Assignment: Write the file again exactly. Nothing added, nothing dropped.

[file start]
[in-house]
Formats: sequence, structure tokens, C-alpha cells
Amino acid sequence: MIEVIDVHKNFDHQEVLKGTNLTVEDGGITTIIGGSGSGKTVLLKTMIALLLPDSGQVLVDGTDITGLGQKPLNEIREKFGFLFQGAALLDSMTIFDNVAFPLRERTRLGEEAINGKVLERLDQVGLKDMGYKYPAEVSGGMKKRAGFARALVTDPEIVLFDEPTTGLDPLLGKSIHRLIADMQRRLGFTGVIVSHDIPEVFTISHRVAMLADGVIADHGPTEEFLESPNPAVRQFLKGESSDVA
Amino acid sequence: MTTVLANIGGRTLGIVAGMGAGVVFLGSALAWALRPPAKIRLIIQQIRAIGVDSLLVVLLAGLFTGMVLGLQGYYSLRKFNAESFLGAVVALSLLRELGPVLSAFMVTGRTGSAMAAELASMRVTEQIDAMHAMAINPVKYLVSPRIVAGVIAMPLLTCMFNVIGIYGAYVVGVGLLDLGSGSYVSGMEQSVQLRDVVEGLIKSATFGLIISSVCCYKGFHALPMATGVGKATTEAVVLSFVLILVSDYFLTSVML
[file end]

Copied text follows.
[in-house]
Formats: sequence, structure tokens, C-alpha cells
Amino acid sequence: MIEVIDVHKNFDHQEVLKGTNLTVEDGGITTIIGGSGSGKTVLLKTMIALLLPDSGQVLVDGTDITGLGQKPLNEIREKFGFLFQGAALLDSMTIFDNVAFPLRERTRLGEEAINGKVLERLDQVGLKDMGYKYPAEVSGGMKKRAGFARALVTDPEIVLFDEPTTGLDPLLGKSIHRLIADMQRRLGFTGVIVSHDIPEVFTISHRVAMLADGVIADHGPTEEFLESPNPAVRQFLKGESSDVA
Amino acid sequence: MTTVLANIGGRTLGIVAGMGAGVVFLGSALAWALRPPAKIRLIIQQIRAIGVDSLLVVLLAGLFTGMVLGLQGYYSLRKFNAESFLGAVVALSLLRELGPVLSAFMVTGRTGSAMAAELASMRVTEQIDAMHAMAINPVKYLVSPRIVAGVIAMPLLTCMFNVIGIYGAYVVGVGLLDLGSGSYVSGMEQSVQLRDVVEGLIKSATFGLIISSVCCYKGFHALPMATGVGKATTEAVVLSFVLILVSDYFLTSVML